The popularity of open office designs and the current high cost of commercial real estate has led to many companies operating in loud and crowded office environments. While it can be energizing to work in a busy, lively space, an office filled with noise and distractions can also hurt productivity and increase stress. More than ever, office workers are bombarded by distractions and interruptions that pull them away from their responsibilities. Originally, the open office was designed for team building and employee socialization, but has become notorious for its high noise levels, lack of privacy, and overabundant distractions. If you find yourself in this stressful situation, follow the tips below to remain productive and focused in a crowded workplace.
Most office workers are interrupted during the day with an overwhelming amount of emails, phone calls, and colleague pop-ins. Most interruptions are recurring and can be anticipated. Look for patterns in the interruptions (who, where, and when). Once you identify the typical triggers for interruptions, you can work to manage and minimize the interruptions.
Actively Minimize Distractions
Do this by turning off email and phone notifications and sending calls directly to voicemail, then schedule daily blocks of time to reply to email and phone messages. Don’t be afraid to use some kind of “do not disturb” sign to help deter in-person interruptions by colleagues. The idea of a sign may sound awkward or discourteous, but if you really need to focus your attention on a project, establish a signal that now is not a good time to interrupt you. It won’t be perceived as rude and you’ll be surprised at how many colleagues will respect the rules. The key to making this work is that you must also set aside times when you make yourself available for coworker drop-ins so that they know you’re not just rebuffing them. This kind of thing often catches on; when one person starts it, others quickly implement a similar system for themselves and next thing you know the entire office is quieter.
Like most people, many of the distractions you face when trying to focus are probably self-imposed; (such as chatting with coworkers in the breakroom or getting up too often for a cup of coffee). The solution to procrastination is to force yourself to work. Visualize what you need to do, break it down into smaller tasks that are easier to handle, and get it done. If you convince yourself that a task is too difficult or that there’s no point in trying, you throw roadblocks in the path of productivity.
The Mistake of Multitasking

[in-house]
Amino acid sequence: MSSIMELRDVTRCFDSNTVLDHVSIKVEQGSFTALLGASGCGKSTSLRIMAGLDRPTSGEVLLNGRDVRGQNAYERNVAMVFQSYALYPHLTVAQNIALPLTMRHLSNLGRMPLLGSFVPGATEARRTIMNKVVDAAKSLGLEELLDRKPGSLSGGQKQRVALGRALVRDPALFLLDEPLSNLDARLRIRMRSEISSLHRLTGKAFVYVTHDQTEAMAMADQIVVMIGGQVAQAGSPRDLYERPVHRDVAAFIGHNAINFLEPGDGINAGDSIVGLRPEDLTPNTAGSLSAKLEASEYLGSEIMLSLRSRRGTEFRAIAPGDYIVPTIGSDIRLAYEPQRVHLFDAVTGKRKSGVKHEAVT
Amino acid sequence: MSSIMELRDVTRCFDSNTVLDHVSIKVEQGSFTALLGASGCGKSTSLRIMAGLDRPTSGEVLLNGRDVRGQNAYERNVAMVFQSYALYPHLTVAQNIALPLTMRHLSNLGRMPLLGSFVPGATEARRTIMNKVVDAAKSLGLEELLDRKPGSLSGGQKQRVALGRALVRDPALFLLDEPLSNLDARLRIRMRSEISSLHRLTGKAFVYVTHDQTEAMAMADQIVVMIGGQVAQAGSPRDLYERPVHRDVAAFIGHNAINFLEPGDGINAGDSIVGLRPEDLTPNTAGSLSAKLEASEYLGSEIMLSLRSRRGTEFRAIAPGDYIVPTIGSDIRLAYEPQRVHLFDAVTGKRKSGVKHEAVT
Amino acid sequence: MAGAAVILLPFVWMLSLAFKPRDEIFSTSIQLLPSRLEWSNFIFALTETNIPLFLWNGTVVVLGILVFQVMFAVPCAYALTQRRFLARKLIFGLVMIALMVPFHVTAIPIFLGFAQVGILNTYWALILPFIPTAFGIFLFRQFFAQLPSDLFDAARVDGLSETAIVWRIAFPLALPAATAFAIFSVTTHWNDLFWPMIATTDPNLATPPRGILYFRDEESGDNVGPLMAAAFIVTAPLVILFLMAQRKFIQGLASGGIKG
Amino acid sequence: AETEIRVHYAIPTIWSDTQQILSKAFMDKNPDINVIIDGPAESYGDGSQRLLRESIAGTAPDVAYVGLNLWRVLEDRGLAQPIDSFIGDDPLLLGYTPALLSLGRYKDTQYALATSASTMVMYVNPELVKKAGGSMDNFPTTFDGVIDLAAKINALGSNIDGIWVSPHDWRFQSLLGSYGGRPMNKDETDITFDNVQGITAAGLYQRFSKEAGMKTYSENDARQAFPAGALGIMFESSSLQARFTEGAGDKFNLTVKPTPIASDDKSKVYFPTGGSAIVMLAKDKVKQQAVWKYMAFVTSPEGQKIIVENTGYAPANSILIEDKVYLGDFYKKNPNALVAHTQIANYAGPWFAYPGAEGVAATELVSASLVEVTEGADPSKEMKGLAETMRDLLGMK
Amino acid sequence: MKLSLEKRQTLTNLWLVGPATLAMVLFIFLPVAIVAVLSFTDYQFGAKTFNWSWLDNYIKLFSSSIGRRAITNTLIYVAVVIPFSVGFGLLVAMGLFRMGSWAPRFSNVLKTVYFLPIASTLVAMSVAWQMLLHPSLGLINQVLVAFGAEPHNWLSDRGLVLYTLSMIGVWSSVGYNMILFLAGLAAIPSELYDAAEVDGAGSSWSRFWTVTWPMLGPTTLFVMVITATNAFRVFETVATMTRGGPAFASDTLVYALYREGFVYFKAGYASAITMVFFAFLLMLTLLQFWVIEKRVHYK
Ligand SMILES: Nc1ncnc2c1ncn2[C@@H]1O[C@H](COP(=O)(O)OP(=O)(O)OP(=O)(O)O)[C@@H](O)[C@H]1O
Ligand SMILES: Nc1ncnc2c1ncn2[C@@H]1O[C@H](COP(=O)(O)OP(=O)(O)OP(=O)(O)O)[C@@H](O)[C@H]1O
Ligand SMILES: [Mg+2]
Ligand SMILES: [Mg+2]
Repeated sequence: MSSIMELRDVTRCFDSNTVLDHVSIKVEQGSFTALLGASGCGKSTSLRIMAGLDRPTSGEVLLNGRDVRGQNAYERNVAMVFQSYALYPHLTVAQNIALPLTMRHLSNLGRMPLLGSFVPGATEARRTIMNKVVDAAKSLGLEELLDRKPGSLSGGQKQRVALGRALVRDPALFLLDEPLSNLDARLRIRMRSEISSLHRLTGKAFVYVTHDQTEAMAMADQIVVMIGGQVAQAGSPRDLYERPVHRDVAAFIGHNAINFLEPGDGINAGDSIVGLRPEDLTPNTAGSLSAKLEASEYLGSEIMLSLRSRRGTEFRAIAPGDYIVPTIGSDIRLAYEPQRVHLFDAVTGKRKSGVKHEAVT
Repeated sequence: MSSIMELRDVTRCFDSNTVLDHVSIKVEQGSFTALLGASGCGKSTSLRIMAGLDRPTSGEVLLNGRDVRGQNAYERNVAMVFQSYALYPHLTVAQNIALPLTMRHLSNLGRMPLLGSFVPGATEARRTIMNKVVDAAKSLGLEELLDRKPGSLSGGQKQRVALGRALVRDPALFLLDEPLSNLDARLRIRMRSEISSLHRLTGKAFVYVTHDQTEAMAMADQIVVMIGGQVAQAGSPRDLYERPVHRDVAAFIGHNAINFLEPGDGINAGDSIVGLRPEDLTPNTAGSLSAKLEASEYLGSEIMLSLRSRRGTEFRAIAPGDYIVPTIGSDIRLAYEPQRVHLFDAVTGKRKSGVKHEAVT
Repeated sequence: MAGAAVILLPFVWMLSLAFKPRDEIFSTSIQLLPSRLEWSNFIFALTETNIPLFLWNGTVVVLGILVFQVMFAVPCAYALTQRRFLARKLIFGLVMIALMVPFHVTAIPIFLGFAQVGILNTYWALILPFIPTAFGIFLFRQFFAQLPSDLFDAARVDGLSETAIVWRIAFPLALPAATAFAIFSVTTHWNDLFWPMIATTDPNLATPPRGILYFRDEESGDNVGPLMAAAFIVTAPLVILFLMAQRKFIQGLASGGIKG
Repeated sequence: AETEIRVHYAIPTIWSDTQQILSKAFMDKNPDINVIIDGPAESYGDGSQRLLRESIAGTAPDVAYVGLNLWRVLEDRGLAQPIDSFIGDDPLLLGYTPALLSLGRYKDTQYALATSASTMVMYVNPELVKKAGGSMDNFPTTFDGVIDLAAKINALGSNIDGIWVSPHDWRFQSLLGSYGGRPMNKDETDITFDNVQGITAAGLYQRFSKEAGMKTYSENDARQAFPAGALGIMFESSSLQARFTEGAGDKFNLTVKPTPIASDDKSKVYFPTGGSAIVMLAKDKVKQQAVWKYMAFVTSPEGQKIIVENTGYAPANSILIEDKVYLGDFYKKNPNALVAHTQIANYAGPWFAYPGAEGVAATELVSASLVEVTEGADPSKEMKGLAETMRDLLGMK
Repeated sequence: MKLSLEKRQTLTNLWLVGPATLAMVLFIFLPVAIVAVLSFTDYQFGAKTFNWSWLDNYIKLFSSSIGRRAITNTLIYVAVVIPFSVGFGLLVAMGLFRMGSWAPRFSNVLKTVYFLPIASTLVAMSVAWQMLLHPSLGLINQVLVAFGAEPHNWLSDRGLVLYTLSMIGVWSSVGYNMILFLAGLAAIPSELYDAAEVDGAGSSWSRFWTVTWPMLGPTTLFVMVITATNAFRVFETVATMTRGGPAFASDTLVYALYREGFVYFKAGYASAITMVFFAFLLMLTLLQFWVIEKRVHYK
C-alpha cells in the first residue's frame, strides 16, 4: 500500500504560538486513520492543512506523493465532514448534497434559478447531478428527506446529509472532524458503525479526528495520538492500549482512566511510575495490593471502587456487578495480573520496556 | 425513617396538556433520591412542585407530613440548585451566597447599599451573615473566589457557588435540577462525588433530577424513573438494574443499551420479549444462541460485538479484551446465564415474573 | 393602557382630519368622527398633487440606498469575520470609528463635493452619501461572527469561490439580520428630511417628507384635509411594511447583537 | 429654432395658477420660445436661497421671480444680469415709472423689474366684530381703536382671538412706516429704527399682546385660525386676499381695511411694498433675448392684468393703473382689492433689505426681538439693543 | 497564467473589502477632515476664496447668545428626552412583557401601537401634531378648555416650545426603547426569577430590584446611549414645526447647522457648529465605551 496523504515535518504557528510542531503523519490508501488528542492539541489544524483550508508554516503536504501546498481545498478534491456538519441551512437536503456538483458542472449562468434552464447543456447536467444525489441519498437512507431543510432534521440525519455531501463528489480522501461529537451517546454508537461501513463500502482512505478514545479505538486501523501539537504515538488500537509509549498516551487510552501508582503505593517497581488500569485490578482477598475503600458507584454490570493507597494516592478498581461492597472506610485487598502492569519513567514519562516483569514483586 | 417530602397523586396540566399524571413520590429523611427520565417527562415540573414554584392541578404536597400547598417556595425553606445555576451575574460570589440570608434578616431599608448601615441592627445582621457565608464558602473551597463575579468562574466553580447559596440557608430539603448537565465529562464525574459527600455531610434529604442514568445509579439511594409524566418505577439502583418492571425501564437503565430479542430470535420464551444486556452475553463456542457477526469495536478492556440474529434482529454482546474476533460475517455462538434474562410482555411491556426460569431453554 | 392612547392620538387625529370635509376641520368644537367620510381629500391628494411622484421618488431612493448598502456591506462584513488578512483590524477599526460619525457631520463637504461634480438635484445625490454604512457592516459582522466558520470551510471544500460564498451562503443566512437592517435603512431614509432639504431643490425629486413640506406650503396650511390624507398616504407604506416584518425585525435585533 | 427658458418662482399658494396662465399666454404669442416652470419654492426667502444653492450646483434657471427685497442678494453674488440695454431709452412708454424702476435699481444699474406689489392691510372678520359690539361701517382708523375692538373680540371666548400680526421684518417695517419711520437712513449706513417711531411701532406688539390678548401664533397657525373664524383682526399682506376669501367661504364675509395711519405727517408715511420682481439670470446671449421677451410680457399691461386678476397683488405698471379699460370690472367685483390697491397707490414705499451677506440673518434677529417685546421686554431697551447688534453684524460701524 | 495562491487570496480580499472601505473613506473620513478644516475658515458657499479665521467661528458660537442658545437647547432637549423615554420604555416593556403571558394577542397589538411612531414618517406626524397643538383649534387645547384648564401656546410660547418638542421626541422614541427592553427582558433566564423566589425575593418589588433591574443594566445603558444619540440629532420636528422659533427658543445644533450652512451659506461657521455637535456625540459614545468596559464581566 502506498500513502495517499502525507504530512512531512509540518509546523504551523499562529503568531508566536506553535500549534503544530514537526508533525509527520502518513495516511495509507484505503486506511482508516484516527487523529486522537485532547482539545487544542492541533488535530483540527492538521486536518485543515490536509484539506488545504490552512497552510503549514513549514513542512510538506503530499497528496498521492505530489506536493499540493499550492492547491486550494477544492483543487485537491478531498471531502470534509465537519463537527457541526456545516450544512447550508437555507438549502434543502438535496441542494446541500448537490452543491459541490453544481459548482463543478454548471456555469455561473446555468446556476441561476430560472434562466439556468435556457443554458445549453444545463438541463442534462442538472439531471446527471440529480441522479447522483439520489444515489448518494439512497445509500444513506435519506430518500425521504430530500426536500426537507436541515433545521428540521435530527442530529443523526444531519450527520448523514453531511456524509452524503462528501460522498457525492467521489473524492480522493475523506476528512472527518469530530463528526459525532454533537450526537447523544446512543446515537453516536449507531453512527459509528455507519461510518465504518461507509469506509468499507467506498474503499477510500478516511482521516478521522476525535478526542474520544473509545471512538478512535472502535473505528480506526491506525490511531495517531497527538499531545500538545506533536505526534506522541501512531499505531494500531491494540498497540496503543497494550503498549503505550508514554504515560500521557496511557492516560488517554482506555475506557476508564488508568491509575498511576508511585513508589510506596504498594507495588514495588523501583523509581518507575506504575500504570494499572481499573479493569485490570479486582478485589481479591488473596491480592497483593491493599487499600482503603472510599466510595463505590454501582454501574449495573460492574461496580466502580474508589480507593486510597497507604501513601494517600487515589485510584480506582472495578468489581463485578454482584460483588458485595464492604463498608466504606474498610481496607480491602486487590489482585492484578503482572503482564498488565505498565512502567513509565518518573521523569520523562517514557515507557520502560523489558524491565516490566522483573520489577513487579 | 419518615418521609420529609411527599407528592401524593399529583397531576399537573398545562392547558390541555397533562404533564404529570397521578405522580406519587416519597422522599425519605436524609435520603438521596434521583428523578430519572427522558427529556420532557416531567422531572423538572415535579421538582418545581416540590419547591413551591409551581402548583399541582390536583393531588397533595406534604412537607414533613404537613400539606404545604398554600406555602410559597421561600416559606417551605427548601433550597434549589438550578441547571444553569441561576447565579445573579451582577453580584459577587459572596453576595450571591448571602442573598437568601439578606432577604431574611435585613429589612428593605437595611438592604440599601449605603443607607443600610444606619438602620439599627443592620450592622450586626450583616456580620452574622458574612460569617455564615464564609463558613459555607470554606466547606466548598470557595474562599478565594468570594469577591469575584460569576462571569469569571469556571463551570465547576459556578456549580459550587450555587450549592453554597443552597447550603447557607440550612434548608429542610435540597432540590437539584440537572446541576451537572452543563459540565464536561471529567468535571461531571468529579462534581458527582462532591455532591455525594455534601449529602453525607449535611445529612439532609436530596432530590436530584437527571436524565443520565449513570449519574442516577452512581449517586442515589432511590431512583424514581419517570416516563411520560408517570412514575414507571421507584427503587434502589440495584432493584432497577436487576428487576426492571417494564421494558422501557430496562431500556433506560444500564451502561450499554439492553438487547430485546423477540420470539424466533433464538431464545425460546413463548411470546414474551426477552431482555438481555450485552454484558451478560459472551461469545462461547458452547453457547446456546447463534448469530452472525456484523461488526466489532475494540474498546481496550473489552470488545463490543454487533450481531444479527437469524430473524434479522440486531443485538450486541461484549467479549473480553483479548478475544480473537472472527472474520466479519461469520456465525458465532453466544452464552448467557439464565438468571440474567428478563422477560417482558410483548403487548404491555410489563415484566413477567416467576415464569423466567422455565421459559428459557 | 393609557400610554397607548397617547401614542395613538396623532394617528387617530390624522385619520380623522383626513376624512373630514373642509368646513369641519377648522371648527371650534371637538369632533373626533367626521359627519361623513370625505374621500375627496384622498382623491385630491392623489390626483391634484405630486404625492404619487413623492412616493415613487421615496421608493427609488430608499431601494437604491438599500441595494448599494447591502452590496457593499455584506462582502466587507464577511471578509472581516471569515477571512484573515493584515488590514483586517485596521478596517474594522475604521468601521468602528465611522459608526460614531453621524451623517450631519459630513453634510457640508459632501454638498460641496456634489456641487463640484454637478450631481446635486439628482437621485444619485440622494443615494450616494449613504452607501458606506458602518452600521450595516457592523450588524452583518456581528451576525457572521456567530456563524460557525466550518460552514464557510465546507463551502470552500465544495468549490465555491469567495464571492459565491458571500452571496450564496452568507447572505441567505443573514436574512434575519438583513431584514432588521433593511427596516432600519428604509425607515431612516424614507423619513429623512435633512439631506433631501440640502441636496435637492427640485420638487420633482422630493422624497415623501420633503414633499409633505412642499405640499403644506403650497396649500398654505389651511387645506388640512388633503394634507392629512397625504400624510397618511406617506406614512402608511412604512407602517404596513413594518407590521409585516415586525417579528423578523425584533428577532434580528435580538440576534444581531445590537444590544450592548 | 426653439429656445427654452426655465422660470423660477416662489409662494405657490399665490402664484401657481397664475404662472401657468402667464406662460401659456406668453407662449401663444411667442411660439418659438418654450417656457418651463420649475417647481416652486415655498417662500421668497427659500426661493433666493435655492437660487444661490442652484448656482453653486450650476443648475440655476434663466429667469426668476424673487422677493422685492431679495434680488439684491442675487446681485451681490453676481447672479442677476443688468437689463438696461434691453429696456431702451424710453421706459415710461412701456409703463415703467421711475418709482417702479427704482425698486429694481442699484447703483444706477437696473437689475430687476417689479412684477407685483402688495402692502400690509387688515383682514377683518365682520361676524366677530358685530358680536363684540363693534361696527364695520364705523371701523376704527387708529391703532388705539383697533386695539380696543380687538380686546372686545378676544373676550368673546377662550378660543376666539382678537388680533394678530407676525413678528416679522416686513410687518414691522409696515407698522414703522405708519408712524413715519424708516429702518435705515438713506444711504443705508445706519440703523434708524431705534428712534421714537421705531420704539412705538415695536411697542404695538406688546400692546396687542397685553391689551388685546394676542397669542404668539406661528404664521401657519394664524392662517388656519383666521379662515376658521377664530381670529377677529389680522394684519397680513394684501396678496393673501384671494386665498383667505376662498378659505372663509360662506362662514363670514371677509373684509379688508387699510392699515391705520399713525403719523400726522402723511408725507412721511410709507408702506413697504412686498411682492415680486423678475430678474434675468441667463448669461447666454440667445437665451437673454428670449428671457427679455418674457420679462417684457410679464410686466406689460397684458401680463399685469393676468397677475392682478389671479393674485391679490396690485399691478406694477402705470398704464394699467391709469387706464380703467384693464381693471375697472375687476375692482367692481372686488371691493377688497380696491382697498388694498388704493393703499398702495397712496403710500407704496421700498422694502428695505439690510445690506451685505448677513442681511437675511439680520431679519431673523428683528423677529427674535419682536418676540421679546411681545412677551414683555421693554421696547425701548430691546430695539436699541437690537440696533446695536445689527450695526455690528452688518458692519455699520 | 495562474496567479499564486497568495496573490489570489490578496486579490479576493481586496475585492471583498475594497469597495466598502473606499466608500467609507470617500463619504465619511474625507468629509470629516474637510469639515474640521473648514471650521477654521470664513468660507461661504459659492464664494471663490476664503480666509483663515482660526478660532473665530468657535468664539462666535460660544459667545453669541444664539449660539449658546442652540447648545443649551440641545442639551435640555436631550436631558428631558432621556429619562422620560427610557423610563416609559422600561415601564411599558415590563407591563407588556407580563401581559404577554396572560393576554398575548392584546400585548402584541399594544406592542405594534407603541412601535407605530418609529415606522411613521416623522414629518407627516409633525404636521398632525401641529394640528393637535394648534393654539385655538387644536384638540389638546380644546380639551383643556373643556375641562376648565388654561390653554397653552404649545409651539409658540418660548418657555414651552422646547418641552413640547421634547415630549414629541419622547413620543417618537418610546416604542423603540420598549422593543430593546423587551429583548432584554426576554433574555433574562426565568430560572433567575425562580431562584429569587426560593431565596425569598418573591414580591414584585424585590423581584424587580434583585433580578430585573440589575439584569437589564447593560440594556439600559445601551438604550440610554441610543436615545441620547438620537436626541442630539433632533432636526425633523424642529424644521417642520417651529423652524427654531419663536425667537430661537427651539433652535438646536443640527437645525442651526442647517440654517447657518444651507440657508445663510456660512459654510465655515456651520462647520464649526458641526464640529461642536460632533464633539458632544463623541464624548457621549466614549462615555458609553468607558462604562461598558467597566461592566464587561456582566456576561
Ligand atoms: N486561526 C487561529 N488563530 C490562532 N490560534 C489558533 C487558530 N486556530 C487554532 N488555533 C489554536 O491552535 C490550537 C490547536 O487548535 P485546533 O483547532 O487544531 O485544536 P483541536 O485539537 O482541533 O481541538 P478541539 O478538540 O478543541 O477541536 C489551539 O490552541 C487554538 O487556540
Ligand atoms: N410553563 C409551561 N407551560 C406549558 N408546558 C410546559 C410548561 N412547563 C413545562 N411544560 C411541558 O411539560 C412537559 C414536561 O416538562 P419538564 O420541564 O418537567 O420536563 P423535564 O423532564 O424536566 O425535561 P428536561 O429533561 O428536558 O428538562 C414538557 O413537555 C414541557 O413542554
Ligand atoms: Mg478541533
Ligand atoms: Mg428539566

What most call multitasking is really task-switching. Psychology research has found that people tend to only be able to fully focus to one task at a time. When it comes to attention and productivity, our brains have a limited amount and moving back and forth between several tasks is found to actually waste productivity as you never get completely engrossed in any one project.
Unwanted noise is one of the greatest obstacles to productivity in many office environments and one of the most common complaints among office workers; especially those in open office concepts where employees are situated together in a large space with little to no separation or privacy. If you work in a similar environment, you know how distracting the constant activity of a busy workplace can be. Consider the following to reduce noise and noise exposure:
Headphones or Earplugs
Aggravating sounds can be blocked out by music from a headphone or the silence of earplugs. Not only does music cut down on noise, it can help stimulate your mind while you perform monotonous tasks. Talk to coworkers and ask them to keep their noise level down, and try investing in some sound absorbing materials. Isolating all the noises through additional noise or blocking the sounds altogether ensures a less noisy environment in the office and reduces work related stress even further.
Plants are natural sound absorbers. Indoor foliage not only make your desk look pretty, they also reduce office noise by breaking up and reflecting sound waves. A hedge of plants not only provides a green alternative to cubicles, they also provide a more pleasant workplace and a lower level of background noise.
Be Strategic About Seating
If you can control the location of your desk, be strategic. Try not to sit near where people tend to gather (such as sofas or the coffeemaker), outside the meeting or break rooms, or near the copy machine. All these locations make you a target for interruptions. If you find yourself forced to sit near the kitchen or copier, use body language and headphones that signal “I’m working, please don’t interrupt me.”
Stay tuned for our Employer Edition with tips for how bosses can help improve employee productivity and reduce employee stress!
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